I am that type of person that usually drifts towards the more chocolate offerings on a dessert menu. I am, by far, unapologetically and absolutely, a chocolate person. The darker, the better. The more layers of it, the happier I am. Chocolate chip brownies a la mode with chocolate ice cream? I am all for it. Chocolate soufflé with chocolate sauce? Yes, please. Nothing pleases my soul more (except for chicharon and bacon which are, to me, chocolate’s savory equivalent…a gift from the gods).
That said, I also have this uncanny, and opposing, love for plain yellow loaf cakes. Yes, true. I won’t even say pound cakes or butter cakes because they don’t really have to be either. They just have to be a sunny, unfancy, yellow loaf and the same part of me that loves hot chicken soup and my baby pillow cries out for it. There is something in its comforting solidity, its familiarity and plainness, that makes me want to take a thick slice and just cozy up to it.
They are also, usually, a breeze to throw together, so a craving is never too far from sated. This one is no exception. It’s been on my to-make list since I bought this cookbook, my beloved copy of Nigella’s How To Be A Domestic Goddess. Predictably though, I was waylaid by several chocolate recipes before I could get to this one. I’m so glad I finally did.
Nigella’s Mother-in-Law’s Madeira Cake
(slightly adapted from Nigella Lawson’s How To Be A Domestic Goddess)
- 240 grams softened unsalted butter
- 200 grams caster sugar, plus 2 tablespoons for sprinkling
- Grated zest and juice of one lemon
- 3 large eggs
- 300 grams all purpose flour
- 2 1/2 teaspoons baking powder
- Cream the butter and sugar until light and fluffy, and then mix in the lemon zest.
- Add the eggs to the butter/sugar mixture, one at a time, with a tablespoon of flour for each.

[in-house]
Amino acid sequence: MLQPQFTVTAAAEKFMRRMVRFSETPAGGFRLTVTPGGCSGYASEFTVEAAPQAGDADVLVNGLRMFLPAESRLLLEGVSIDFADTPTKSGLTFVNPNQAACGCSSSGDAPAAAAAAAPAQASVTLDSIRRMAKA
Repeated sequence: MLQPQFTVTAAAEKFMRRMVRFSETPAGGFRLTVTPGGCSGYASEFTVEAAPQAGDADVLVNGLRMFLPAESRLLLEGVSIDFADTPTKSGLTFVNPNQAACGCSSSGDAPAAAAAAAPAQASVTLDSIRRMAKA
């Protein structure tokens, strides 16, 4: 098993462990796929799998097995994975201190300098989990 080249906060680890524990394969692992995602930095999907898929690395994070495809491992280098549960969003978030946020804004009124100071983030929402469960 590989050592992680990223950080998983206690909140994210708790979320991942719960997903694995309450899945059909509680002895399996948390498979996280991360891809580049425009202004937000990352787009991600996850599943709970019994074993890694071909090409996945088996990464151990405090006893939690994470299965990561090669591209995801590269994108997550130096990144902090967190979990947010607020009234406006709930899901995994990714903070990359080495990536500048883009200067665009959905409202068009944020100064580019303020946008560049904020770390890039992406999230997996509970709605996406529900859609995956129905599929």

- Gently mix in the rest of the flour, to which you have whisked in the baking powder. Add the lemon juice and mix until just combined.
- Scrape the batter into a buttered and parchment-lined loaf pan and sprinkle the 2 tablespoons sugar on top. Bake in a pre-heated 170C oven for 55 minutes – 1 hour or until a skewer comes out clean.
- Remove from the oven to a wire rack and cool in the pan for 10 minutes. Remove from the pan and cool completely on the wire rack.
I’ve amended this recipe somewhat as the original calls for self-raising flour, which is hard to come by in these parts, so I substituted with regular flour and baking powder. Nigella also let’s this cake cool completely in the tin on a rack but I prefer to remove the cake from the tin after it’s cooled for about 10 minutes.
Let me just say, at this point, amendments aside, that this book has yet to fail me. All the recipes I have tried thus far I have liked, if not loved. My first ever post on this blog, seven years ago, was about the Burnt-Butter Brown-Sugar Cupcakes from this book. I’ve also tried the Dense Chocolate Loaf Cake, Store-Cupboard Chocolate Orange Cake, and Torta Alla Gianduja…all to great response. I even love her Spiced Apple Chutney, which I have made many times since, and has served me well in the homemade gift-giving department. So, firstly, thank you Nigella!
This recipe one is no different from the others I’ve tried – a winner. For me at least who does love this sort of cake, and even for C who usually doesn’t. It bakes into a wonderful golden loaf, with a soft buttery crumb, and a sugar encrusted, crackly top. A traditional British teatime cake, I can also imagine this would make an excellent base for that other traditional British sweet, the trifle. Nigella’s, or rather, Nigella’s mother-in-law’s version is light and lemony. It is lovely on its own (or indeed with a cup of tea) or topped with fruits and cream, or, if your feeling indulgent, a generous scoop of ice cream.
The week’s almost over so hang in there troops…heat and power outages be damned! And here’s to baking your cake, no matter what flavor or color, and eating it too!